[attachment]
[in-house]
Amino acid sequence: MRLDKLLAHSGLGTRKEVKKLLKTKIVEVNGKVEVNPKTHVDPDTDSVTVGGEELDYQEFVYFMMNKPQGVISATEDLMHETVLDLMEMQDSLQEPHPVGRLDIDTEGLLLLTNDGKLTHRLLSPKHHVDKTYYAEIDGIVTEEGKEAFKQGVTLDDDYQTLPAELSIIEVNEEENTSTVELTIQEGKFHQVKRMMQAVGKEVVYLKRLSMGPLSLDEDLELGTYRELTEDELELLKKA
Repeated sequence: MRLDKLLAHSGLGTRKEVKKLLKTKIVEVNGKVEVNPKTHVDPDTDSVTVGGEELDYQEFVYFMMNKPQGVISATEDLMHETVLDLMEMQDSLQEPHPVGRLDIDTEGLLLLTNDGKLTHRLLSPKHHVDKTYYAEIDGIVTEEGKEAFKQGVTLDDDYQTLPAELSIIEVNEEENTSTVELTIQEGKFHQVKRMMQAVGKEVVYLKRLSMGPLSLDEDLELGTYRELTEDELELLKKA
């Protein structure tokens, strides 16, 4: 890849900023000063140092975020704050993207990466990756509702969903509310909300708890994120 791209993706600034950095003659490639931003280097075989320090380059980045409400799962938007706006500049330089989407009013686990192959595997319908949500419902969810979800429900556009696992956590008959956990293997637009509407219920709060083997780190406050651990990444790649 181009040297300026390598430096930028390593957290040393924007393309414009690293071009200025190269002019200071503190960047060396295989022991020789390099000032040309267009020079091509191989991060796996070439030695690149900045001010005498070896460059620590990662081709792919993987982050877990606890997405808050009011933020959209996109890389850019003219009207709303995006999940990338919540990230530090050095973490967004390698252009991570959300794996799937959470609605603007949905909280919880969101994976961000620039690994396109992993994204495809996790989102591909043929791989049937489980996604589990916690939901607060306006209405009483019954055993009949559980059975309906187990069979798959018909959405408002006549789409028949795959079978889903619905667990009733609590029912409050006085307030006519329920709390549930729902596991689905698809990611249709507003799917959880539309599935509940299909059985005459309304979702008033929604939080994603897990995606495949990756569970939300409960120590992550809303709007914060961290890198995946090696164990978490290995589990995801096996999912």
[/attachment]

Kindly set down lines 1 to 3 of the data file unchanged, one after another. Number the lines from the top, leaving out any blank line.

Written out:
[in-house]
Amino acid sequence: MRLDKLLAHSGLGTRKEVKKLLKTKIVEVNGKVEVNPKTHVDPDTDSVTVGGEELDYQEFVYFMMNKPQGVISATEDLMHETVLDLMEMQDSLQEPHPVGRLDIDTEGLLLLTNDGKLTHRLLSPKHHVDKTYYAEIDGIVTEEGKEAFKQGVTLDDDYQTLPAELSIIEVNEEENTSTVELTIQEGKFHQVKRMMQAVGKEVVYLKRLSMGPLSLDEDLELGTYRELTEDELELLKKA
Repeated sequence: MRLDKLLAHSGLGTRKEVKKLLKTKIVEVNGKVEVNPKTHVDPDTDSVTVGGEELDYQEFVYFMMNKPQGVISATEDLMHETVLDLMEMQDSLQEPHPVGRLDIDTEGLLLLTNDGKLTHRLLSPKHHVDKTYYAEIDGIVTEEGKEAFKQGVTLDDDYQTLPAELSIIEVNEEENTSTVELTIQEGKFHQVKRMMQAVGKEVVYLKRLSMGPLSLDEDLELGTYRELTEDELELLKKA